In former Nirvana manager Danny Goldberg’s new Kurt Cobain book Serving the Servant, he quotes Krist Novoselic’s theory that ‘something affected’ Kurt Cobain’s ‘brain’ shortly before his death, as he overdosed in Rome in early March 1994.
The Washington Post write in a review, “Goldberg doesn’t spend much time on the strife reported to have roiled the band in their final year, though Cobain did ask him if he thought he could survive as a solo act. In March of 1994, Cobain overdosed on Rohypnol while on tour in Rome. Things changed after that. ‘Something affected his brain,’ Novoselic told Goldberg.
The manager had by that time taken a label job and was working for Nirvana only in an informal capacity, though he did show up for one last, dispiriting intervention a few weeks before Cobain’s death. Cobain was despondent, and Love was terrified: For the first time, even Frances Bean didn’t bring him joy. ‘I had no idea what had triggered the last few weeks of Kurt’s despair,’ Goldberg writes. ‘Maybe it was an intense crystallization of the depressions that had long tormented him. Maybe it was something at home. Maybe it was related to his career.'”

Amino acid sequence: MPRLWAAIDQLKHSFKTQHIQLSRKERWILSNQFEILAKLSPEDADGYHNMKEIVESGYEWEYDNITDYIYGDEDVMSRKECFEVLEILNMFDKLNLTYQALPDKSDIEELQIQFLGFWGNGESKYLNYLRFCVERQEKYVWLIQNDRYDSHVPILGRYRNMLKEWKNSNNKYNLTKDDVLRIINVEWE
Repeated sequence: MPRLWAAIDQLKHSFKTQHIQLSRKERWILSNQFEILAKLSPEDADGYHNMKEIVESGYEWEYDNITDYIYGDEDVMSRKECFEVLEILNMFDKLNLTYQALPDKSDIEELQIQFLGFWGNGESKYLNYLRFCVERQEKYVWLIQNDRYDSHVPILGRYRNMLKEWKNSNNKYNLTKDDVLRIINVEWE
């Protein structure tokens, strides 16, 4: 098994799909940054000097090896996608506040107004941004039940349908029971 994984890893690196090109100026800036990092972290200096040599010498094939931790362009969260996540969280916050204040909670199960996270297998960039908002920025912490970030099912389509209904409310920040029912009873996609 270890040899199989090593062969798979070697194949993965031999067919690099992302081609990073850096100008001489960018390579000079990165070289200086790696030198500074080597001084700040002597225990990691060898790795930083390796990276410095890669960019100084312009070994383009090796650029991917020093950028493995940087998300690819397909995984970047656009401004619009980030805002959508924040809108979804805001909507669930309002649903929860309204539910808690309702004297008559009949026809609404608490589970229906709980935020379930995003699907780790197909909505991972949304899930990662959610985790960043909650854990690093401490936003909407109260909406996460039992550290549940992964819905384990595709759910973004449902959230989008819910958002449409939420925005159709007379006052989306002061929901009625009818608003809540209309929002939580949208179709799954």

Goldberg also discussed the theory in a new Real Clear Life interview.
Real Clear Life asked, “I don’t want to dwell on the end – the end of Kurt’s life, that is—but I wanted to touch on something you mention briefly…the idea that Kurt’s decision to take his life may have been impacted by a possible brain injury caused by his overdose in Rome, six weeks before he died.”
Goldberg responded, “That’s an idea Krist floated by me, and I don’t really have anything to add to it. I did feel it was something worth including in the book. Generally speaking, when people ask why he or anybody else commits suicide, I believe there is only one correct answer: I don’t know.
I have no sense that any psychiatrist, or priest, or rabbi, or yogi, or philosopher knows why people kill themselves, because any reason you can give – you can say, oh, somebody had a terrible childhood, well…most people with terrible childhoods don’t kill themselves.
People are unhappy, people have drug problems, but the fact is most people who are unhappy and have a drug problem don’t kill themselves. To me, the idea that those things are causes is an attempt to simplify something that is just unknowable to human beings, as far as I can figure out.”